NotesFAQContact Us
Collection
Advanced
Search Tips
Back to results
ERIC Number: ED585351
Record Type: Non-Journal
Publication Date: 2018
Pages: 163
Abstractor: As Provided
ISBN: 978-0-3558-3932-6
ISSN: EISSN-
Walk in Their Shoes: How Picture Books and Critical Literacy Instruction Can Foster Empathy in First Grade Students
Salay, Darla M.
ProQuest LLC, Ed.D. Dissertation, Drexel University
In New Jersey and nationwide, legislative efforts require that schools refocus on teaching social emotional skills in order to meet the holistic needs of students and prevent bullying. However, with an ever-growing list of school requirements, no additional instructional time, and little guidance on how to teach social emotional skills, schools need ways to integrate social emotional skills within curriculum. One way to teach social emotional skills and literacy skills simultaneously is through read aloud experiences with picture books. Using picture books on topics such as making friends, problems at school, or topics of social injustice, teachers can address critical literacy skills and social awareness while promoting empathy development. This mixed-methods study examined empathy development in 108 first grade students before and after a four-week intervention using picture books and critical literacy instruction, including writing from the perspective of others. The research used a randomized design with control and experimental groups to measure children's empathy with a modified (Garton & Gringart, 2005) Interpersonal Reactivity Index (IRI) (Davis, 1980) before and after the intervention. Student writing was also analyzed in the intervention classrooms to identify and examine evidence of empathy. This research followed Brill's (2004) method of analyzing student writing for empathy by looking for patterns in writing and then creating categories reflective of these patterns. The analysis used t-tests to compare pre-test and post-test scores in the experimental group as well as post-test scores between the treatment and control groups. These comparisons indicate that students' empathy scores, measured by the IRI, did not increase after the intervention; there were no significant differences between the treatment and control groups. However, the writing component of the study showed that students exhibited evidence of empathy in three distinct ways. They "identified empathetic and non-empathetic actions" in characters from stories and in real life, they showed empathy when considering "imaginary scenarios" from stories--inferring characters' feelings and/or proposing actions--and they showed "writer empathy" for characters from stories. Taken together, quantitative and qualitative findings from this research suggest that although students showed evidence of empathy learning and engagement during the intervention, they did not fully internalize empathy by the end of the intervention. This research study suggests next steps and possible future research that could be useful to support students' continued empathy development. It could be useful for schools seeking ways to address social emotional learning and curriculum simultaneously, while designing learning experiences that meet local school cultures and needs. [The dissertation citations contained here are published with the permission of ProQuest LLC. Further reproduction is prohibited without permission. Copies of dissertations may be obtained by Telephone (800) 1-800-521-0600. Web page: http://www.proquest.com/en-US/products/dissertations/individuals.shtml.]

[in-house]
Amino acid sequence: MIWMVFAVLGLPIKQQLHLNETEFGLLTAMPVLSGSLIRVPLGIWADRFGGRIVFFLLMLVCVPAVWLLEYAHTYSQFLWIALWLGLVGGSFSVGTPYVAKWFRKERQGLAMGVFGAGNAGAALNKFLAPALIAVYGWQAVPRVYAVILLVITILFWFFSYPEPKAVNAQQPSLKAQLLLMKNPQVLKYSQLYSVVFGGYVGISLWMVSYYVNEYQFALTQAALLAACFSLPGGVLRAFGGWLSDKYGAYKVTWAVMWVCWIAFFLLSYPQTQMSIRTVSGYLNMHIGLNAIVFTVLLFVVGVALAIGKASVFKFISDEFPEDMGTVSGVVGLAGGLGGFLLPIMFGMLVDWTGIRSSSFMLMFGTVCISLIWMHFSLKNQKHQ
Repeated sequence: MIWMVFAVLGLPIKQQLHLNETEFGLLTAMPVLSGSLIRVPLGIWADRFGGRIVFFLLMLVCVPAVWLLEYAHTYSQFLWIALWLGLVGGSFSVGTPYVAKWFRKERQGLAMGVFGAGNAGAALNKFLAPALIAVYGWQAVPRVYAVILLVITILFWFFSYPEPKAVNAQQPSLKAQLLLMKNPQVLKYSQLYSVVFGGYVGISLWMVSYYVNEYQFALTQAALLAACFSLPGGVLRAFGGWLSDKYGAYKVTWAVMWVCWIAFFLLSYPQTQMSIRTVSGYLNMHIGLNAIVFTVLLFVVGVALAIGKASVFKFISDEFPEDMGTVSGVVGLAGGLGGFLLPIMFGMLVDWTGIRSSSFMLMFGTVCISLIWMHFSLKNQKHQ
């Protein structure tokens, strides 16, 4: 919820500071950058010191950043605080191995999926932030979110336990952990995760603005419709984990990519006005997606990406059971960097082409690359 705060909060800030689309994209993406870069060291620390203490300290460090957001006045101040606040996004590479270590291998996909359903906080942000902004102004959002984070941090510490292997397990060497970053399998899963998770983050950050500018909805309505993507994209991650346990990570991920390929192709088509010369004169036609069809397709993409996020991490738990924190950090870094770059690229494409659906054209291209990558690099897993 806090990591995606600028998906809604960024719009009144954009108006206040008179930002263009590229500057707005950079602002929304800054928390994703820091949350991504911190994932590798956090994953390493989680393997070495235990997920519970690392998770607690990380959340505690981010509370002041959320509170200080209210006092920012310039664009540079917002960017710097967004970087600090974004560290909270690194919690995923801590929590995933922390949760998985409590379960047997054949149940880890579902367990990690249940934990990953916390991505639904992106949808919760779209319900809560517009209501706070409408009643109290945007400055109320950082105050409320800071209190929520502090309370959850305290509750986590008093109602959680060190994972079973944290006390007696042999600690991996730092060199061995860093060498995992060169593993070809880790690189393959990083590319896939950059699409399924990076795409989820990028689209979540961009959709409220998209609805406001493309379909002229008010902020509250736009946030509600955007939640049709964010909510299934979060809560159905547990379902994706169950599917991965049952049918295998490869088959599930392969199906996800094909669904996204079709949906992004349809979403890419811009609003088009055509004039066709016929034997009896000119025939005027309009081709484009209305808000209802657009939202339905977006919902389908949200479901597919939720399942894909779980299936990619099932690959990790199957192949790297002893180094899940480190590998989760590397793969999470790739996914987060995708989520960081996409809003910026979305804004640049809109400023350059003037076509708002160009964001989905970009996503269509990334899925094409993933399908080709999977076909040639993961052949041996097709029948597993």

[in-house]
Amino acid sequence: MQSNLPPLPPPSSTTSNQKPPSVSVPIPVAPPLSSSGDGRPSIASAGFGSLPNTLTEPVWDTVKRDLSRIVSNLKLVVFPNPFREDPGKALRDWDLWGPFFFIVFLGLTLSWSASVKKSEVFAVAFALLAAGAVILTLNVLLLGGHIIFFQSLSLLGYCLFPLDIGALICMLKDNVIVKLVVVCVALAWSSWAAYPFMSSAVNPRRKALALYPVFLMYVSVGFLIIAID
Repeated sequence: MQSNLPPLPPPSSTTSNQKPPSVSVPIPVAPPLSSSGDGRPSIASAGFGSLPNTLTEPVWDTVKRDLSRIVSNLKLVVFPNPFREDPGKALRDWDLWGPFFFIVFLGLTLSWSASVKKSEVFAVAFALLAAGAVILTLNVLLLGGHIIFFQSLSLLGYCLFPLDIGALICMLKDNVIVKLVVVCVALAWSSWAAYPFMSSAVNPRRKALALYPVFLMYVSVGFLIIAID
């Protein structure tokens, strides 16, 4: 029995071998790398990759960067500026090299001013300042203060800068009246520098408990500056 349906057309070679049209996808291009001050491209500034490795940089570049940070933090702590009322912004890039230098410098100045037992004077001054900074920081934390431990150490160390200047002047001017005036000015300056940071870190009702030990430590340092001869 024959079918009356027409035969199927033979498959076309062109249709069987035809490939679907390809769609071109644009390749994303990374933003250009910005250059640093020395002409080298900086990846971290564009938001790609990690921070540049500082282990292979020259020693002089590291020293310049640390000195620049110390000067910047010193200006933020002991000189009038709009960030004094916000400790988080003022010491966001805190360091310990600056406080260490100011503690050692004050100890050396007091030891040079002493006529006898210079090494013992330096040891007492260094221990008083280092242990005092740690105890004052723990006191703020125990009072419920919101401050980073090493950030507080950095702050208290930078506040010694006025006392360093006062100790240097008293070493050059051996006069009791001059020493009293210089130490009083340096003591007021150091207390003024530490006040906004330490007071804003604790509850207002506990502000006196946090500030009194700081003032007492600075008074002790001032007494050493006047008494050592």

ProQuest LLC. 789 East Eisenhower Parkway, P.O. Box 1346, Ann Arbor, MI 48106. Tel: 800-521-0600; Web site: http://www.proquest.com/en-US/products/dissertations/individuals.shtml
Publication Type: Dissertations/Theses - Doctoral Dissertations
Education Level: Elementary Education
Audience: N/A
Language: English
Sponsor: N/A
Authoring Institution: N/A
Identifiers - Location: New Jersey
Identifiers - Assessments and Surveys: Interpersonal Reactivity Index